Saturday, January 26, 2008

Be careful eating fish when you are pregnant.

When I was pregnant with Thia, my doctor gave me this important information about mercury in fish and shellfish. I'd like to share it with you and hopefully it useful.

According to FDA (Food and Drug Administration) and EPA (Environmental Protection Agency):

Fish and shellfish are an important part of a healthy diet. Fish and shellfish contain high-quality protein and other essential nutrients, are low in saturated fat, and contain omega-3 fatty acids. However, nearly all fish and shellfish contain traces of mercury. Some fish and shellfish contain higher levels of mercury that may harm an unborn baby or young child developing nervous system.

Target:
- woman who might become pregnant
- woman who are pregnant
- nursing mothers
- young children

1. do not eat shark, swordfish, king mackerel, tilefish.
2. do not eat more than 12 oz of total fish each week.
3. do not eat more than 6 oz of albacore white tuna per week.
4. eat fish and shellfish that are lower in mercury: shrimp, canned light tuna, salmon, pollock and catfish.

Here are the complete list of fish and shellfish and mercury contamination in them:

LEAST MERCURY

Enjoy these fish:

Anchovies
Butterfish
Catfish
Clam
Crab (Domestic)
Crawfish/Crayfish
Croaker (Atlantic)
Flounder*
Haddock (Atlantic)*
Hake
Herring
Mackerel (N. Atlantic, Chub)
Mullet
Oyster
Perch (Ocean)
Plaice
Pollock
Salmon (Canned)**
Salmon (Fresh)**
Sardine
Scallop*
Shad (American)
Shrimp*
Sole (Pacific)
Squid (Calamari)
Tilapia
Trout (Freshwater)
Whitefish
Whiting

MODERATE MERCURY
Eat six servings or less per month:

Bass (Striped, Black)
Carp
Cod (Alaskan)*
Croaker (White Pacific)
Halibut (Atlantic)*
Halibut (Pacific)
Jacksmelt
(Silverside)
Lobster
Mahi Mahi
Monkfish*
Perch (Freshwater)
Sablefish
Skate*
Snapper*
Tuna (Canned
chunk light)
Tuna (Skipjack)*
Weakfish (Sea Trout)

HIGH MERCURY
Eat three servings or less per month:

Bluefish
Grouper*
Mackerel (Spanish, Gulf)
Sea Bass (Chilean)*
Tuna (Canned Albacore)
Tuna (Yellowfin)*

HIGHEST MERCURY
Avoid eating:

Mackerel (King)
Marlin*
Orange Roughy*
Shark*
Swordfish*
Tilefish*
Tuna
(Bigeye, Ahi)*

* Fish in Trouble! These fish are perilously low in numbers or are caught using environmentally destructive methods. To learn more, see the Monterey Bay Aquarium and the Blue Ocean Institute, both of which provide guides to fish to enjoy or avoid on the basis of environmental factors.

** Farmed Salmon may contain PCB's, chemicals with serious long-term health effects.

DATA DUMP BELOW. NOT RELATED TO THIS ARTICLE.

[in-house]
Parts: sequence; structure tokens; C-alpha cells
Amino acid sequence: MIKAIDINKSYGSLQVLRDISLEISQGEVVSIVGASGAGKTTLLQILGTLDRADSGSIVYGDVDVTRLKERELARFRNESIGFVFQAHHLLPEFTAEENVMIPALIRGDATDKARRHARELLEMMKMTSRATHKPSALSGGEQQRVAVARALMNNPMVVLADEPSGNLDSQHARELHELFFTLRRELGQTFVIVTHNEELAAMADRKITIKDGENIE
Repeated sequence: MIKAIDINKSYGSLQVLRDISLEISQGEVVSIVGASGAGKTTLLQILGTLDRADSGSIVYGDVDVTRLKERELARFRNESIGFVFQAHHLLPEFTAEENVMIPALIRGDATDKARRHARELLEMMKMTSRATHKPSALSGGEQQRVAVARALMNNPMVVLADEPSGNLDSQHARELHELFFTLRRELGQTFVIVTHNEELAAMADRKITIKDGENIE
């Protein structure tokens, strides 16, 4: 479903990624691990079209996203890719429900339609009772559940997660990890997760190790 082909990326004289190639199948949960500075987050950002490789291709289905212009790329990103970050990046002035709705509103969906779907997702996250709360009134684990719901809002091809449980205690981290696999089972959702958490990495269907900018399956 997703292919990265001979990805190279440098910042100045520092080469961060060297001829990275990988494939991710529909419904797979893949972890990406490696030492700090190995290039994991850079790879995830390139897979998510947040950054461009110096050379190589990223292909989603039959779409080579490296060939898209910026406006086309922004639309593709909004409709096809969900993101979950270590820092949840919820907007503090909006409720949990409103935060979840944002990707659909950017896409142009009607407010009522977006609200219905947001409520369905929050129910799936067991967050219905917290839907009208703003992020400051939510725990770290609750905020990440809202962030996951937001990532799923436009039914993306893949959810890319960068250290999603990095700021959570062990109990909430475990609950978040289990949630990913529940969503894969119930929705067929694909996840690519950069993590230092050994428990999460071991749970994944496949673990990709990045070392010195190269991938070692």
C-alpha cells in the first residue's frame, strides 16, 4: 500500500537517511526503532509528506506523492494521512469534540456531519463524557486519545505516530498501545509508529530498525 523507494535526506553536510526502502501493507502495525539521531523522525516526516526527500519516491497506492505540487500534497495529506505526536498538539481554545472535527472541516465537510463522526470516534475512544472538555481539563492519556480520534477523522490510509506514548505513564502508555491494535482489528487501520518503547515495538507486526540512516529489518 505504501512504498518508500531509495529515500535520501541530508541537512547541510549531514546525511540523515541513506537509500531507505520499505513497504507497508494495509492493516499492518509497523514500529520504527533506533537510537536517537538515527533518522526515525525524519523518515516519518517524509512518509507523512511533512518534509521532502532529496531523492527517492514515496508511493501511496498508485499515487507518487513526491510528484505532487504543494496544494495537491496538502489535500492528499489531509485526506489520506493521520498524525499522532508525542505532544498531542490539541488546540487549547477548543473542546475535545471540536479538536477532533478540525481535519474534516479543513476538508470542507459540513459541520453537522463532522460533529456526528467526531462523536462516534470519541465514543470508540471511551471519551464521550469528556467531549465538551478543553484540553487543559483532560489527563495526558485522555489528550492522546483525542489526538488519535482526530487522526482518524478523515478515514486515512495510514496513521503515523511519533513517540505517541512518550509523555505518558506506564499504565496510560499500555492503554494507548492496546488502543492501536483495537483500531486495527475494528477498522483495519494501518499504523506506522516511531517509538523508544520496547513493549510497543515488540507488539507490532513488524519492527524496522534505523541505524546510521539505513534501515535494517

Sources for NRDC's guide: The data for this guide to mercury in fish comes from two federal agencies: the Food and Drug Administration, which tests fish for mercury, and the Environmental Protection Agency, which determines mercury levels that it considers safe for women of childbearing age.

About the mercury-level categories: The categories on the list (least mercury to highest mercury) are determined according to the following mercury levels in the flesh of tested fish.

  • Least mercury: Less than 0.09 parts per million
  • Moderate mercury: From 0.09 to 0.29 parts per million
  • High mercury: From 0.3 to 0.49 parts per million
  • Highest mercury: More than .5 parts per million

According to NRDC:

Over the years, many companies have used mercury to manufacture a range of products including thermometers, thermostats and automotive light switches. Although the metallic mercury in these products rarely poses a direct health hazard, industrial mercury pollution becomes a serious threat when it is released into the air by power plants, certain chemical manufacturers and other industrial facilities, and then settles into oceans and waterways, where it builds up in fish that we eat. Children and woman of childbearing age are most at the risk.

Exposure to mercury can be particularly hazardous for pregnant women and small children. During the first several years of life, a child's brain is still developing and rapidly absorbing nutrients. Prenatal and infant mercury exposure can cause mental retardation, cerebral palsy,deafness and blindness. Even in low doses, mercury may affect a child's development, delaying walking and talking, shortening attention span and causing learning disabilities.

In adults, mercury poisoning can adversely affect fertility and blood pressure regulation and can cause memory loss, tremors, vision loss and numbness of the fingers and toes. A growing body of evidence suggests that exposure to mercury may also lead to heart disease.


Sources:
- FDA's seafood information and resources
- NRDC's mercury contamination in fish and shellfish